Saturday, December 1, 2001

Taking QuickPlace to the next level of collaborative knowledge sharing

KNOWLEDGE MANAGEMENT

By Bain McKay

In this article, the first of six in a series on emerging second generation Knowledge Management technology, I'll discuss how we can leverage unstructured documents in QuickPlace (at http://www.lotus.com/home.nsf/welcome/quickplace) for collaborative knowledge sharing. Using the latest computing architecture, I'll describe a highly scalable pattern-based approach that can use multidimensional hyperspace dynamically to capture and harness knowledge concept relationships in documents, leveraging how we learn to optimize knowledge reuse.

In subsequent articles, I'll address why search can't work to clear the infoglut logjam, why First generation Knowledge Management came up short, and why a pattern-based approach can deliver on the promise to help us leverage what we know for business value.

The need

First generation Knowledge Management technology used compute-expensive mathematical algorithms to improve search and classification methods. But it failed to deliver solutions for the logjam of infoglut plugging our computer networks and decision-making processes. In fact, it added to the problem, being long on promise and short on delivery to the business bottom line, because it couldn't uncover and leverage the dynamic hidden-order that drives corporate results as reflected through the usage of concepts in and across business documents.

The approach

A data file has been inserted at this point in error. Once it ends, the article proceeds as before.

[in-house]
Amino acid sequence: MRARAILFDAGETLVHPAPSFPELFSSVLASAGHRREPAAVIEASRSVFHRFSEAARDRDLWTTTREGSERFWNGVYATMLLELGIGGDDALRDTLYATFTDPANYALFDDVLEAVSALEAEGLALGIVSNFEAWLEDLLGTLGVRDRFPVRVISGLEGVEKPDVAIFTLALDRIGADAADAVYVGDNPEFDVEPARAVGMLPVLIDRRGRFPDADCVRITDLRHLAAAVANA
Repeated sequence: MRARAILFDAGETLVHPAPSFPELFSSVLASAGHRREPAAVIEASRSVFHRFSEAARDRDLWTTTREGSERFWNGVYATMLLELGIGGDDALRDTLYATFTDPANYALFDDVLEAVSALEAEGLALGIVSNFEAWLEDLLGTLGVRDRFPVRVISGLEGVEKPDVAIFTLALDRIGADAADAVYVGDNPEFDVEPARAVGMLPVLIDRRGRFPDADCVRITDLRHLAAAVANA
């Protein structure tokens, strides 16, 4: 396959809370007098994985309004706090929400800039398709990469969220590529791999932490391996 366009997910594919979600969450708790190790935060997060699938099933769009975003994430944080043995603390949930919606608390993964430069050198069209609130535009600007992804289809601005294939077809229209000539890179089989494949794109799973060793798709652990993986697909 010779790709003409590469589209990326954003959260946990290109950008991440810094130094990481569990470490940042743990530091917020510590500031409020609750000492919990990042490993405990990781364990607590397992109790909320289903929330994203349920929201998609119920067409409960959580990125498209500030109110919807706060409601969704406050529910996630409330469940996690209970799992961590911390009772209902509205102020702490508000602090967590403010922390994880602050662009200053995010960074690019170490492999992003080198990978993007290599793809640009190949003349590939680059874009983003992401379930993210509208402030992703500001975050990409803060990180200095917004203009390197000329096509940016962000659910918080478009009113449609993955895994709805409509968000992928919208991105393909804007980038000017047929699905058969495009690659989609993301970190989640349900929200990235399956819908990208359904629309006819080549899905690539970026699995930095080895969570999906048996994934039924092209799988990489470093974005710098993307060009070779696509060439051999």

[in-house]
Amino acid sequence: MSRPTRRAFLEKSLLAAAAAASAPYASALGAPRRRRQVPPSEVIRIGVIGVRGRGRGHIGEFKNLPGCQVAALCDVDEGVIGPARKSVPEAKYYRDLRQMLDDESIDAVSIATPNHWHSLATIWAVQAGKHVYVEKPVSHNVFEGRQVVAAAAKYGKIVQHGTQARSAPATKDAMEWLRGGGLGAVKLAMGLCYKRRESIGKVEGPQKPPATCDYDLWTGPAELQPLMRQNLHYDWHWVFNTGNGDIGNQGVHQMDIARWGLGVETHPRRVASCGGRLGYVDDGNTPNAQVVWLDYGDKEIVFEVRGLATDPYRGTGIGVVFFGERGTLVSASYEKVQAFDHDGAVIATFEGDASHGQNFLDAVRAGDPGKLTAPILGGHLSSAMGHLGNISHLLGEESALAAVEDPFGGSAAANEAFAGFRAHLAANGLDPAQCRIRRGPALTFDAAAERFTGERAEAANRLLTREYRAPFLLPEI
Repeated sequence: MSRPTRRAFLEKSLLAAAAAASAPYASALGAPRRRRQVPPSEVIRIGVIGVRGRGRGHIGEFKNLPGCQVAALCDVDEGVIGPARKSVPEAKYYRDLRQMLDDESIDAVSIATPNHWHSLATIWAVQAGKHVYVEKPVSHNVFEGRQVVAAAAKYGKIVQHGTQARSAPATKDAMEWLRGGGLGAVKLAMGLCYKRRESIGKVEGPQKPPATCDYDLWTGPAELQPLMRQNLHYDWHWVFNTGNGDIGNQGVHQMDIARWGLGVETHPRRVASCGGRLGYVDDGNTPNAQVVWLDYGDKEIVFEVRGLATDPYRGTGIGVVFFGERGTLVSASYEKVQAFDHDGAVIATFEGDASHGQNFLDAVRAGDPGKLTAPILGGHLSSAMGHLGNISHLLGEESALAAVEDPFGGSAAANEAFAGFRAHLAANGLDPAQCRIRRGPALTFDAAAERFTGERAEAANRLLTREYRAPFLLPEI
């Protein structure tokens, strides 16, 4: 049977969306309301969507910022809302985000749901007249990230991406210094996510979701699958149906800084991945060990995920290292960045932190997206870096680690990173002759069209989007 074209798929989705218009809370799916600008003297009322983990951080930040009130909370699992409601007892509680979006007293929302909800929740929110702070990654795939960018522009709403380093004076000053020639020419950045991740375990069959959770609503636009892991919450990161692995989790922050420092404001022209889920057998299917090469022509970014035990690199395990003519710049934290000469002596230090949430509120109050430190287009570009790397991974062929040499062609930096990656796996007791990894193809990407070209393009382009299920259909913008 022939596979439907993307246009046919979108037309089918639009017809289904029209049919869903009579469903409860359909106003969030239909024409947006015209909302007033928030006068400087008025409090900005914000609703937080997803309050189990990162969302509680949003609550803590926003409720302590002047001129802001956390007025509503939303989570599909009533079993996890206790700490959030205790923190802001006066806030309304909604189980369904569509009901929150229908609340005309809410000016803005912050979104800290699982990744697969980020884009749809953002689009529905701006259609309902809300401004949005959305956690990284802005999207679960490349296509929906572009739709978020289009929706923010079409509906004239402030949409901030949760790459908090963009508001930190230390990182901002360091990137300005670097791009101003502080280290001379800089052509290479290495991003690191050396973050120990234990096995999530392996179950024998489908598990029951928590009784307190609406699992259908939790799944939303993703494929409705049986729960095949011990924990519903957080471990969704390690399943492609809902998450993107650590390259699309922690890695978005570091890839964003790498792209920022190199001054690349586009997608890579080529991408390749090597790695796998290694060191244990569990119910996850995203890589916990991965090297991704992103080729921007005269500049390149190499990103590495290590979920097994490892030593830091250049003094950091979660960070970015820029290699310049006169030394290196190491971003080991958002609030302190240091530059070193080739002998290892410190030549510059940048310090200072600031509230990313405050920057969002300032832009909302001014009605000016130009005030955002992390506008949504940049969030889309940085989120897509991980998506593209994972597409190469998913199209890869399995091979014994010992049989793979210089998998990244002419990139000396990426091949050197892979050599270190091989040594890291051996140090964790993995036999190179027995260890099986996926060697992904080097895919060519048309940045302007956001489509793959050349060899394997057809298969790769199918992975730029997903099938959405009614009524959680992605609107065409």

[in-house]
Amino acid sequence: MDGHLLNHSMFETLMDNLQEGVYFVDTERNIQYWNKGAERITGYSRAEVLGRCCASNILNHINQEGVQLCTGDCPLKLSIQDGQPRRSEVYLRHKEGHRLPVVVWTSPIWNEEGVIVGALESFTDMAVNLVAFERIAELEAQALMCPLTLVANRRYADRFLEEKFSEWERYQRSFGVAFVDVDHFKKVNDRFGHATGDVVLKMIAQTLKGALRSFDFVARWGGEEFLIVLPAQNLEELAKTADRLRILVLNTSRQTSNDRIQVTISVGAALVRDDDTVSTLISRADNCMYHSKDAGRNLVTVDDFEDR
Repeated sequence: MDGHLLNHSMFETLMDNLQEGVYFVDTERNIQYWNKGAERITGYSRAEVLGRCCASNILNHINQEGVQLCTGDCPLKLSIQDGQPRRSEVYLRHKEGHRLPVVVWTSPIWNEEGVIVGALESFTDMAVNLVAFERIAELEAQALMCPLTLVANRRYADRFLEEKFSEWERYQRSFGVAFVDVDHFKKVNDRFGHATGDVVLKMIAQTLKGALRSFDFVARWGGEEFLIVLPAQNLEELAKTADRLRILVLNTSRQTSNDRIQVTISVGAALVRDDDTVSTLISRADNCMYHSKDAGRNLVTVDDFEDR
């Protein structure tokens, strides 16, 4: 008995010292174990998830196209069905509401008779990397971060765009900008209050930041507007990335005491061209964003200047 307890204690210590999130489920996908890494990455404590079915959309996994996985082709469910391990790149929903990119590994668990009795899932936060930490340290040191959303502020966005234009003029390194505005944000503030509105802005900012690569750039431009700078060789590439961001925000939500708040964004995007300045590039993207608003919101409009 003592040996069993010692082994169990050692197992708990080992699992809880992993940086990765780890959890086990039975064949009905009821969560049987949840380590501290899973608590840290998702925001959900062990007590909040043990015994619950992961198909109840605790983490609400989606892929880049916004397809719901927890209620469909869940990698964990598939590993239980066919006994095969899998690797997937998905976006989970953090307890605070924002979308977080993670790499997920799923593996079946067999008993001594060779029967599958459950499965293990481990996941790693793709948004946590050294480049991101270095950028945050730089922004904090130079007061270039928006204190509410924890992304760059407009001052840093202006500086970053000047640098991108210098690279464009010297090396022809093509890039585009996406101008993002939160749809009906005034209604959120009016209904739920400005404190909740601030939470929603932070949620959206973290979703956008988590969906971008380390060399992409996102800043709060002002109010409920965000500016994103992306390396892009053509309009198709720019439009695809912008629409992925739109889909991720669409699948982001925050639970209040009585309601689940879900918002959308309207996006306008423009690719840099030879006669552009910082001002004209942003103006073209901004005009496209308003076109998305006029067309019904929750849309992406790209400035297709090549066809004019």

In this article, I'll address the architecture and technology in 2G-KM (second generation Knowledge Management) in some detail and will overview how it can be used to quickly and easily build powerful, easy to use QuickPlace e-collaboration environments -- or, more specifically, QuickPlace e-collaborative knowledge sharing (kCollaborative) environments.

I'll address the integration of QuickPlace with a modern MVC (Model2)-style architecture, separating presentation from model logic through a 2G-KM engine that leverages Java, Java Servlets, J2EE (Java 2 Enterprise Edition), and SOAP (Simple Object Access Protocol) XML (eXtensible Markup Language) Knowledge Transactions as J2EE knowledge transaction carriers, and therefore intelligent knowledge brokers that transport request-response payloads to targeted knowledge sites and users and back.

I'll discuss the application of some of the powerful offerings afforded us by leveraging 2G-KM in QuickPlace through the MVC Model2 architecture, providing first, second order and higher knowledge operators, scalability, high-semantic expressiveness, active-reflexiveness, dynamic intelligence, and much more.

Back to basics

But all this is just noise, of course, unless it maps back to how we work as human beings and facilitates our productivity in a globally competitive knowledge management economy. By how we work, I mean how we assimilate information, remember, think, and learn as well as how we leverage what we know through the reuse of corporate knowledge. These are the concerns and objectives of cognitive science and what Knowledge Management is all about.